Since the onset of modernism, there has been a tendency to depreciate the art of the previous age, Hermann Muthesius in 1902 going so far as to dismiss the whole of the nineteenth century as “the inartistic century.” Nineteenth-century architecture in particular has been the object of criticism, and it has often been described as being stuck in a historicism that stifled design, and whose practitioners, without any ideological preconceptions, simply copied the structures and styles of the past according to the whims of the market and contemporary taste.
For the most part, such assumptions have rested upon ignorance of the actual work of the nineteenth century’s greatest architects, who, living in an age of tumultuous change that seemed to threaten the very existence of art, believed that it was their responsibility to educate the new middle class in its cultural heritage. They turned to the past, then, not because they lacked imagination, but because this seemed to be the best way of finding representational forms that would be appropriate in style and decoration for the relatively new building types of public museums, libraries, theaters, and opera houses, and would advance their wider ends. This didactic purpose was strong in the creations of the great Prussian architect Karl Friedrich Schinkel, 1 notably in the frescoes in the Old Museum in Berlin, which were intended as illustrations of cultural continuity. Schinkel, indeed, in the view of Harry Francis Mallgrave, had a vision of architecture as a kind of urban theater, and this was even stronger in Gottfried Semper, who contemporaries agreed was Schinkel’s most brilliant successor.
Harry Mallgrave has written a fascinating and richly illustrated study of the life and work of this sometime political revolutionary, friend of Richard Wagner and Gottfried Keller, builder of the two court theaters and the art museum in Dresden as well as the museum complex on the Ringstrasse in Vienna and the dominant architectural theorist of his time. Mallgrave advances the view that a sense of theatricality was the salient characteristic of Semper’s work, which was rooted, he writes, in his conviction that the birth of monumental architecture was linked to the ancient temple’s function as the “stage upon which the first communal rituals were enacted.” Semper held to this idea throughout his career, and sought always to find suitable forms for this primitive artistic instinct. In his architectural designs, this impulse is to be seen in the dramatic effects used to startle the viewer and subvert his normal sense of reality, and in the complex detailing of his buildings, often in exaggerated proportions. It is present as well in the iconography and allegorical illustrations, and, not least important, in the skill he displayed in situating his buildings for their greatest urban effect. These techniques are so successful that even today anyone who buys a ticket for a performance of Aida in Semper’s recently restored opera house in Dresden is caught, even as he approaches the building, in an excitement that mounts as…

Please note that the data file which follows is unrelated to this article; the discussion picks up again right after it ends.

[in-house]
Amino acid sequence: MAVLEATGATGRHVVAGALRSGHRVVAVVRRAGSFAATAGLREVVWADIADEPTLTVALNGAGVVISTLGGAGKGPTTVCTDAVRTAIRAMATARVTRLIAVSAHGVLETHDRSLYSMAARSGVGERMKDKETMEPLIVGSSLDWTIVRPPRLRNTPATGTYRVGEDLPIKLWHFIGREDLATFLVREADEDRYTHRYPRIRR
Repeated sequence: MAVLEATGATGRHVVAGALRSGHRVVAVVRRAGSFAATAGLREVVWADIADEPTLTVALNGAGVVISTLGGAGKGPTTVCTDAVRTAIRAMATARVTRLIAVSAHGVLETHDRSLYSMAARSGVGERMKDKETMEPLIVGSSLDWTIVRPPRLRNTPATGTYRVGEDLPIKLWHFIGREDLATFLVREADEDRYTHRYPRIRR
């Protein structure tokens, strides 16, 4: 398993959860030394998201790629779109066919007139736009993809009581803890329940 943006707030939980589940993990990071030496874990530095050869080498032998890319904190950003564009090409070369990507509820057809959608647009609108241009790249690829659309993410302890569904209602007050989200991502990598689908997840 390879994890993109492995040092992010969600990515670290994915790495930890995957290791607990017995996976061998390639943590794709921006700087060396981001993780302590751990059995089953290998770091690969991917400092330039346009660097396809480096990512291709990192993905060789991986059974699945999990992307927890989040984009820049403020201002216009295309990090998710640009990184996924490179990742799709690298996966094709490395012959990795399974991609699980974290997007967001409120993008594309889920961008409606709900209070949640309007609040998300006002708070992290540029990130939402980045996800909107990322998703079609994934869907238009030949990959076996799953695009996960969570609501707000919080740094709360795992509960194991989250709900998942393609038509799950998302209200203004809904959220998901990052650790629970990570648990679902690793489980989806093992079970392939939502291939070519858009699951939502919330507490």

Please choose from one of the options below to access this article: